Betty Kuffel, MD

LIGHT UP YOUR LIFE

Do You Have Winter Blues?

If this time of year tends to dampen your spirits and your energy, it could be the result of shorter days and longer nights. A condition known medically at SAD – Seasonal Affective Disorder, also called the “Winter Blues” – is a documented mood disorder where people who have normal mental health throughout most of the year, become depressive in winter months.

Although experts were initially skeptical, this condition is now recognized as a common disorder, prevalent across the U.S.  SAD was formally described and named in 1984 by Dr. Norman E. Rosenthal, a researcher, professor, psychiatrist and author of the book “Winter Blues.”

The National Library of Medicine notes “some people experience a serious mood change when the seasons change. They may sleep too much, have little energy, and may also feel depressed. Though symptoms can be severe, they usually clear up.”

If you feel a dampened-down mood change coming on, considering adding more lights inside and outside your home. Energy efficient bulbs now offer instant-on bright white and daylight options while actually reducing your electricity bill if used to replace older filament bulbs.

Our small Minnesota town has a delightful tradition. On the Eve of “Black Friday” – a parade of lighted horses and over 20 floats make their way through main-street. Family and friends gather on the sidewalks wrapped in winter coats and warm blankets (if weather demands), to watch the parade and join in the sounds and songs of merriment that fill the air.

The last float, a shiny fire truck covered in twinkle lights, ushers in Santa. With a wave of his hand and his jolly “Ho-Ho-Ho” the truck siren is sounded and the entire downtown and waterfront area comes alive with sparkling lights.

It doesn’t have to end there. Stores are filled with packages of inexpensive lights designed to adorn your home and landscape. Lighting contests are held throughout our area bringing people of all ages out to tour the spectacular scenes.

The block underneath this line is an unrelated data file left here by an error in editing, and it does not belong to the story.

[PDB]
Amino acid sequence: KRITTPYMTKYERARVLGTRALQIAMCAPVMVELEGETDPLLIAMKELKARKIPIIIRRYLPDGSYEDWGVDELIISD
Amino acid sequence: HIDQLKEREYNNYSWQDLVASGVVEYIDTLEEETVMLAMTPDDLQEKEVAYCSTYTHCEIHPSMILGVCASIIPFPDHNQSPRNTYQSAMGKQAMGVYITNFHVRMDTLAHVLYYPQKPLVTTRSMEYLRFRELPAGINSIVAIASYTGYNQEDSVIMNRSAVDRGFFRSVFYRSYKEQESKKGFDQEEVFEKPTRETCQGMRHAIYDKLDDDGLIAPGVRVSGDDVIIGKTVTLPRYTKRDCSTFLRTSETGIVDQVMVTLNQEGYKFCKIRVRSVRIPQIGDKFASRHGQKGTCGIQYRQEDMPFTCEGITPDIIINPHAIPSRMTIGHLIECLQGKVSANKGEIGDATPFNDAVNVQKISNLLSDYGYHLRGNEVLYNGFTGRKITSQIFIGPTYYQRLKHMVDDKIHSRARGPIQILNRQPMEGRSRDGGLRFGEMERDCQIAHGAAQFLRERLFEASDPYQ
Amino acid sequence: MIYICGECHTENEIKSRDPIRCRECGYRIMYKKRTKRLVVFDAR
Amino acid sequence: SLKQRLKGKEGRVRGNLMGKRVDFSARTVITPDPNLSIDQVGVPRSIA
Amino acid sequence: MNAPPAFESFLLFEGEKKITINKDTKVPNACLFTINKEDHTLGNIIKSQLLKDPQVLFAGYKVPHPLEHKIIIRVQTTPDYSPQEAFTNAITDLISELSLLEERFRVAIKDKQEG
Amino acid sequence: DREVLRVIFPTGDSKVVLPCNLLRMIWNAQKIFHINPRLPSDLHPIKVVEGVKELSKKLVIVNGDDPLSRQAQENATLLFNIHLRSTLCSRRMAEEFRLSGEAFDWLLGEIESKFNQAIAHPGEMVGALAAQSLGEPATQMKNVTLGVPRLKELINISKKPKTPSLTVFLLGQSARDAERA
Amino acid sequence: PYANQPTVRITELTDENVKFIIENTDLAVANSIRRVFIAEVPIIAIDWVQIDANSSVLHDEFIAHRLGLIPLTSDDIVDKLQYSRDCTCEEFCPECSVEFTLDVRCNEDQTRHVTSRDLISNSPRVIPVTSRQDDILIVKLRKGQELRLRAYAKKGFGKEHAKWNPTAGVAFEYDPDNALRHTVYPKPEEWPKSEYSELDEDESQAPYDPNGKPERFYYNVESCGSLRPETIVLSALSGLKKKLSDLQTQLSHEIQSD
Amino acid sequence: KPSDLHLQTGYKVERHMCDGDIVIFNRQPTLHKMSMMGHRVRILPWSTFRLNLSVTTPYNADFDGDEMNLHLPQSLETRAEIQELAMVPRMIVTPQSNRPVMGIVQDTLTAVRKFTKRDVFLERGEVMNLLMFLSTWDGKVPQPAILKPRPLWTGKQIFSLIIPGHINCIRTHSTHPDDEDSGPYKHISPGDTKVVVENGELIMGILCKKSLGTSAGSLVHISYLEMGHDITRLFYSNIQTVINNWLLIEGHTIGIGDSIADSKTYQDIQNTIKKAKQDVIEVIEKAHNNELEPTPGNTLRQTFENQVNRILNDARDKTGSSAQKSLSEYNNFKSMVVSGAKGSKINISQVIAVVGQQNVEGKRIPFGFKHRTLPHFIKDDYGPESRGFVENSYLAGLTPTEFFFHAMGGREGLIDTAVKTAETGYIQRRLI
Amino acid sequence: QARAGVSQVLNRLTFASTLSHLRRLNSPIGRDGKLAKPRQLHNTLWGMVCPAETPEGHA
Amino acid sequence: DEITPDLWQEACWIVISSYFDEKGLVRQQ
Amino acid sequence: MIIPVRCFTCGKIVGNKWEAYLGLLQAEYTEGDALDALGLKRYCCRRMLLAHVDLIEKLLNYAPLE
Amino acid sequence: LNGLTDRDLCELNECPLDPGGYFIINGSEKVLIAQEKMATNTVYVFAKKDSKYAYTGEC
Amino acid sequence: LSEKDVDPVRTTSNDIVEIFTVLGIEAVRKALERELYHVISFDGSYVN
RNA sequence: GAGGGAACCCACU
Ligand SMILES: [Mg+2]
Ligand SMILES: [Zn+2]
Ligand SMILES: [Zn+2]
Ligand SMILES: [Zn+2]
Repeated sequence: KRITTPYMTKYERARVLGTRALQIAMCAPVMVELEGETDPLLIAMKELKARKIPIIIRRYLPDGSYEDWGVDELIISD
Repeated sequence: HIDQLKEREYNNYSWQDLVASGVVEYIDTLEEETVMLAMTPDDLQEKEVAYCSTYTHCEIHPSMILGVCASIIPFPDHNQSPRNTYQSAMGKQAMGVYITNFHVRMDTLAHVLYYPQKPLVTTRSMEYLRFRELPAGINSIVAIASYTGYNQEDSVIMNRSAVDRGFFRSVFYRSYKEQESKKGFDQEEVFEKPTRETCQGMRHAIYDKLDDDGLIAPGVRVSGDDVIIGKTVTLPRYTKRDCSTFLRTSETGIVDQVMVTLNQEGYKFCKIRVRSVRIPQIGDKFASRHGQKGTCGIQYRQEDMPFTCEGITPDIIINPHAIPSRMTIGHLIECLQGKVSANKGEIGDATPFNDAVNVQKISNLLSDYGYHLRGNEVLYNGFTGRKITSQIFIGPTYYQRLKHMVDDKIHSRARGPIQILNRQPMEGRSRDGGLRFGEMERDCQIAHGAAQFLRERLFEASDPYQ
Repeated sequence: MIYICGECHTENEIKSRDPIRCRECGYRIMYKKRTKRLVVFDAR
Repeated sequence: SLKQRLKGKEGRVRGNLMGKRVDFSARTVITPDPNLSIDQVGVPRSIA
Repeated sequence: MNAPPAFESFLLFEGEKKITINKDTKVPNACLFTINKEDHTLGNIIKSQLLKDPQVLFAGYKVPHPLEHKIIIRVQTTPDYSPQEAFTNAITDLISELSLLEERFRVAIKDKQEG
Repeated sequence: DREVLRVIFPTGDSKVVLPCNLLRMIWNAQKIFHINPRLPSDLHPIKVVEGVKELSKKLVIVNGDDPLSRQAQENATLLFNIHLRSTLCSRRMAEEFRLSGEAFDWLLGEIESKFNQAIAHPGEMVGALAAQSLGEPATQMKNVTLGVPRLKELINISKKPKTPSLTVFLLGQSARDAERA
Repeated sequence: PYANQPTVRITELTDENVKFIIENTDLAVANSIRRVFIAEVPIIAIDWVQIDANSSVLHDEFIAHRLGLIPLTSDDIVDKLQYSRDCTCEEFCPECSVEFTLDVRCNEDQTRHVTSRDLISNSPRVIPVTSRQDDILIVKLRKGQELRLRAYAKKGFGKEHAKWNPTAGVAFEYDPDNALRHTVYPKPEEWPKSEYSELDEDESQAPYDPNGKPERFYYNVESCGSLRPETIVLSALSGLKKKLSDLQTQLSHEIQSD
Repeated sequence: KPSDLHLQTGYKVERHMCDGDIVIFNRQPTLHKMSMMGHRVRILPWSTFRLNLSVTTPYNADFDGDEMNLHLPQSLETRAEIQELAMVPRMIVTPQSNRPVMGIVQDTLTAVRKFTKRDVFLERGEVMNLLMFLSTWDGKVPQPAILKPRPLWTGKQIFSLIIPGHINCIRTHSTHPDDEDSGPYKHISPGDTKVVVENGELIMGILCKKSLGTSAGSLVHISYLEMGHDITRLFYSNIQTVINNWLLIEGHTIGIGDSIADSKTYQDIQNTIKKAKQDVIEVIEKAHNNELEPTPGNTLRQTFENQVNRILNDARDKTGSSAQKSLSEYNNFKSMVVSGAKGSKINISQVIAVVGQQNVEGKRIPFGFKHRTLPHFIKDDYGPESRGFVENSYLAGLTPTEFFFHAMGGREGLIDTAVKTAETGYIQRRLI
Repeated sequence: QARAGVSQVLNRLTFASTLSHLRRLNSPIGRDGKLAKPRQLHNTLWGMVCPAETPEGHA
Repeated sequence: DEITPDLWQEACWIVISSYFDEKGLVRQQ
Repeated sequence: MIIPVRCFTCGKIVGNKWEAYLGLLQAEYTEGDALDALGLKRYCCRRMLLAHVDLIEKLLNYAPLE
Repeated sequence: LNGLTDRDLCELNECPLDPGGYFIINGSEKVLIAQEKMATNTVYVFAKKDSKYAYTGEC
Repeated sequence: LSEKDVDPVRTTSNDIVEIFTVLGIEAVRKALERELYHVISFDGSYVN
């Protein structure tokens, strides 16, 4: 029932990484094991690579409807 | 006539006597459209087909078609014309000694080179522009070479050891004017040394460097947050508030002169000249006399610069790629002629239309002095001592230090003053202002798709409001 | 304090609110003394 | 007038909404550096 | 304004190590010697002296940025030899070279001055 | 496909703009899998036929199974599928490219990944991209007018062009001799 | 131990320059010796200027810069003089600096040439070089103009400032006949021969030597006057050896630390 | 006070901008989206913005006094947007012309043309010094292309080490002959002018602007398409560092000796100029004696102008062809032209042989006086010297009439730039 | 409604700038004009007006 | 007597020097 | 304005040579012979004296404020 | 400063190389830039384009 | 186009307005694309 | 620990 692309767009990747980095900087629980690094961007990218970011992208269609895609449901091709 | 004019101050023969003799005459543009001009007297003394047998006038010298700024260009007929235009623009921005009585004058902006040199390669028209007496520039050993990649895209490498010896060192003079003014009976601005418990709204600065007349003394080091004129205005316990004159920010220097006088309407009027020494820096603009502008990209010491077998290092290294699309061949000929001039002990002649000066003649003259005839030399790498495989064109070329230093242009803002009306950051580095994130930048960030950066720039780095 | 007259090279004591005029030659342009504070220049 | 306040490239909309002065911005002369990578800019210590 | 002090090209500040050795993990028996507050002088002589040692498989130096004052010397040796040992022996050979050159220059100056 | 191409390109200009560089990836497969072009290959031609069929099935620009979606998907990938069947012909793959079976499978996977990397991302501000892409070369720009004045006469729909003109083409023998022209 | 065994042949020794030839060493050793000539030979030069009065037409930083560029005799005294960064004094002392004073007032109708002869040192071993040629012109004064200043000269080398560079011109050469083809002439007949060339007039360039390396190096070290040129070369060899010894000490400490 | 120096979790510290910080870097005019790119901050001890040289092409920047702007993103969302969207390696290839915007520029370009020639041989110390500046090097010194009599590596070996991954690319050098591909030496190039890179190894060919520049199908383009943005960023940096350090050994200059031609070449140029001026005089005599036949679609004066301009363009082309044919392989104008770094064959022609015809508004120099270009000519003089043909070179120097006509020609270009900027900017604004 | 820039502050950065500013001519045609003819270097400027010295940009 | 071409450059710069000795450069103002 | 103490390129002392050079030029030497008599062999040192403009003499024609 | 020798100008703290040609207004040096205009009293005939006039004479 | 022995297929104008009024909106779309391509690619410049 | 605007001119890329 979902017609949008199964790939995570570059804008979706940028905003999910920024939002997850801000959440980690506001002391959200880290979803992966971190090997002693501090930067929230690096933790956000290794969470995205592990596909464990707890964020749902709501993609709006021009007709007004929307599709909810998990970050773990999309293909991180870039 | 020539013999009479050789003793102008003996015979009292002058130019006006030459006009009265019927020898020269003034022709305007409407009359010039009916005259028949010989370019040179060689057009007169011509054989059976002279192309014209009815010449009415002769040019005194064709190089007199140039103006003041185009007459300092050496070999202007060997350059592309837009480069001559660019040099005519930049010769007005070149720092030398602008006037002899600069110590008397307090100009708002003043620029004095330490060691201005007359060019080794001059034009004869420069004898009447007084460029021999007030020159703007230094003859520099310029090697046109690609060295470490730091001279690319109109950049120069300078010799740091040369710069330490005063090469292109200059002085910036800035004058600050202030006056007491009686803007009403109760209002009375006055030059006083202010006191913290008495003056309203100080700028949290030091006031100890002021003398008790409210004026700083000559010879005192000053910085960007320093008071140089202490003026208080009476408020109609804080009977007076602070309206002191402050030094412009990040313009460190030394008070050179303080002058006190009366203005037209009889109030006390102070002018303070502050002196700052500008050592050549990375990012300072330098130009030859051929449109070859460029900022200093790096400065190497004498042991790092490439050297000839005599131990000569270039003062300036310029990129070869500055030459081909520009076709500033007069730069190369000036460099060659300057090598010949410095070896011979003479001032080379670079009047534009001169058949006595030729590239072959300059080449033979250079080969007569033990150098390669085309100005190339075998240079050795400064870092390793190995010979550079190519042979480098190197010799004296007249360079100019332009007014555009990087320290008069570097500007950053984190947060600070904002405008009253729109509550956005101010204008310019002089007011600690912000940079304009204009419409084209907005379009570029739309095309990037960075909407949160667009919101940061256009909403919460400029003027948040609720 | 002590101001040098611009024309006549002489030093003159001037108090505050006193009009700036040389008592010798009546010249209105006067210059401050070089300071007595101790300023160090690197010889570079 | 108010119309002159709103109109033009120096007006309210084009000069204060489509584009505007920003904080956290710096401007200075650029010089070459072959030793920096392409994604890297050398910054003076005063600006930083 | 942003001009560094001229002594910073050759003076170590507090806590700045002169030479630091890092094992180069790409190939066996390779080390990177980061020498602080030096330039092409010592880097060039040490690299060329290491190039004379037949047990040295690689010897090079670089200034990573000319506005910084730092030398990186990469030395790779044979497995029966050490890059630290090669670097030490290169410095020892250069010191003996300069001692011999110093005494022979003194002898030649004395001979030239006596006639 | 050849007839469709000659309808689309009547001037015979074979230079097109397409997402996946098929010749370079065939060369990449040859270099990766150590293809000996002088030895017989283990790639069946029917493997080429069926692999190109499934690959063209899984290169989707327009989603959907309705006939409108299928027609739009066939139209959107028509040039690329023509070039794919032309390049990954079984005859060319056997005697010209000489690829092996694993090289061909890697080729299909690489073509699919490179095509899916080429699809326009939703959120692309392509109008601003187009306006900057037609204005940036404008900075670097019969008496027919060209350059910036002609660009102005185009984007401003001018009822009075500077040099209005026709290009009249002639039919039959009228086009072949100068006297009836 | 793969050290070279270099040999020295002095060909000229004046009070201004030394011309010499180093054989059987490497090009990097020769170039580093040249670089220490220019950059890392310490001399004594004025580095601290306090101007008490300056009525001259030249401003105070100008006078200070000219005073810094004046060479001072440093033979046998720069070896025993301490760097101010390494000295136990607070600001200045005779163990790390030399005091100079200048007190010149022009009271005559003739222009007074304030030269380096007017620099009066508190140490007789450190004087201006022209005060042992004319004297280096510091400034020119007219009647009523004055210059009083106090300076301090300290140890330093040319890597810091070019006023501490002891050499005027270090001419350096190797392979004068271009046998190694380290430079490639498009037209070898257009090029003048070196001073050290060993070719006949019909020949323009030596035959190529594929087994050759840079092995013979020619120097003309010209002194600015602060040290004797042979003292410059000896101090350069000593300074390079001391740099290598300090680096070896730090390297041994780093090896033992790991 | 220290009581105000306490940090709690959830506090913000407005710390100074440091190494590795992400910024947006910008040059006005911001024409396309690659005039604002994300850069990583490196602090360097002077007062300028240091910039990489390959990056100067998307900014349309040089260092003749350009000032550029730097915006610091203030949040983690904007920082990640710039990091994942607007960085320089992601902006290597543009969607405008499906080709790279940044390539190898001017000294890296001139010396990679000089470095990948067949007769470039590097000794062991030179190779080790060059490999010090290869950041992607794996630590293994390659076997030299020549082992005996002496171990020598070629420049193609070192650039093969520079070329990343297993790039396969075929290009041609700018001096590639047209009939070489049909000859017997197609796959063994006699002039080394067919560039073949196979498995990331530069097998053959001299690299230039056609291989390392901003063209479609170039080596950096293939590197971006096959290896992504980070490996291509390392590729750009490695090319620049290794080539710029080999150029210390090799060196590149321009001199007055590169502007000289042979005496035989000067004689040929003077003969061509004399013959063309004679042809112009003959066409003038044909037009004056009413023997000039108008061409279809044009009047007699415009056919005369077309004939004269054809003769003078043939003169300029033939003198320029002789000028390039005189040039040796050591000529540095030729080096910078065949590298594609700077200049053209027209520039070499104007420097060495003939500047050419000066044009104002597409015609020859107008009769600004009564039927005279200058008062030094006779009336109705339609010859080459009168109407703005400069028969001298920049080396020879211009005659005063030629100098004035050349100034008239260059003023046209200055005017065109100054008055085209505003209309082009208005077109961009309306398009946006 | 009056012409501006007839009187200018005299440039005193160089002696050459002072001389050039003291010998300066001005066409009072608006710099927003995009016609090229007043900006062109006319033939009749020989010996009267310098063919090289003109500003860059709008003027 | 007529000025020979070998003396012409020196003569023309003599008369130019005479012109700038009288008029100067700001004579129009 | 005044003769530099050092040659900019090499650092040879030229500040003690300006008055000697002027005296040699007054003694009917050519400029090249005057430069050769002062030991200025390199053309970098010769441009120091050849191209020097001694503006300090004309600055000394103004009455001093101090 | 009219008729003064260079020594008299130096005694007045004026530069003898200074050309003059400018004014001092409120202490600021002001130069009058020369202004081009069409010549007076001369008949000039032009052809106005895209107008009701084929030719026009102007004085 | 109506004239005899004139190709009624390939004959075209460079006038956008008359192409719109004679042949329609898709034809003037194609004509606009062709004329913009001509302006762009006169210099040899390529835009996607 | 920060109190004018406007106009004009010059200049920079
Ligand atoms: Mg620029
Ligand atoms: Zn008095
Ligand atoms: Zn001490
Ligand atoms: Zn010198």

Sparkling starlight elicits a feeling of joy whether it is in summer or winter. With longer, darker winter nights now with us, even a few sparkling lights within our homes can add a feeling of joy.

“Deck the Halls” both inside and outside to increase and spread your own holiday cheer throughout your home and neighborhood.

Wishing you a bright cheery Holiday Season.

Bev Erickson

WHY ARE YOU EATING GLUTEN-FREE?

                  Gluten Intolerance: What is it?

 Gluten is a protein found in grains that 99% of the population eat without health risks unless when eaten in excess causing weight gain. Many of the good foods we eat everyday and with every meal contain gluten. Bread, pasta, cereals and many processed foods, even cold-cuts and salad dressings contain the culprit. Some candies contain gluten, too. So, to follow a gluten-free diet is not easy. Most people would not want to follow this restrictive diet for life unless it had proven value.

Symptoms of gluten intolerance include bloating, upset stomach, abdominal pain, weight loss and diarrhea. True gluten intolerance is an autoimmune disease in which the body mounts an inappropriate immune response against its own cells. The disease runs in families. It is sometimes becomes active after surgery, pregnancy, infections or severe emotional stress.

Nutrients including protein, carbohydrates, fats, vitamins and minerals are absorbed into the body via tiny projections in the small intestine called villi. In people affected by gluten intolerance or celiac disease (also known as gluten sensitive enteropathy or sprue), inflammation and damage to the villi occurs when they eat foods containing wheat, rye and barley. The damaged villi cannot absorb nutrients so gluten intolerant people become malnourished and lose weight.

Affected people may also develop lactose intolerance, vitamin deficiency, neuropathy with loss of sensation in feet and hands, skin problems and oral ulcers. Many other symptoms are attributable to the malabsorption: iron deficiency anemia, osteoporosis, fatigue, depression, menstrual irregularity and infertility.

To make a definitive diagnosis, a very sensitive blood test to detect the autoantibodies reacting against the intestine can be done. The autoantibodies are known as: Anti-tissue transglutaminase antibodies (tTGA) or anti-endomysium antibodies (EMA). If you are not eating gluten when you are evaluated, the test will be negative even if the disease is present. In fact, the test must be done before you quit eating gluten because without the stimulus from the abnormal protein, antibodies decrease and return to normal within three-six months. People who have an accurate but negative test and still find they are symptomatic when they eat gluten are said to be gluten-sensitive.

Gluten intolerance can develop at any time. Right now it seems to be a fad to go “gluten-free.” A gluten-free diet is healthy, but there is no scientific evidence that a gluten-free diet is any healthier than a diet containing gluten grains, unless of course, you are gluten-intolerant or actually have the autoimmune disease. A gluten-free diet eliminates wheat, barley, rye and oats, while including corn, nuts, potatoes, rice, soy and wild rice.

Find more information from the Celiac Disease Foundation at: www.celiac.org

Betty Kuffel, MD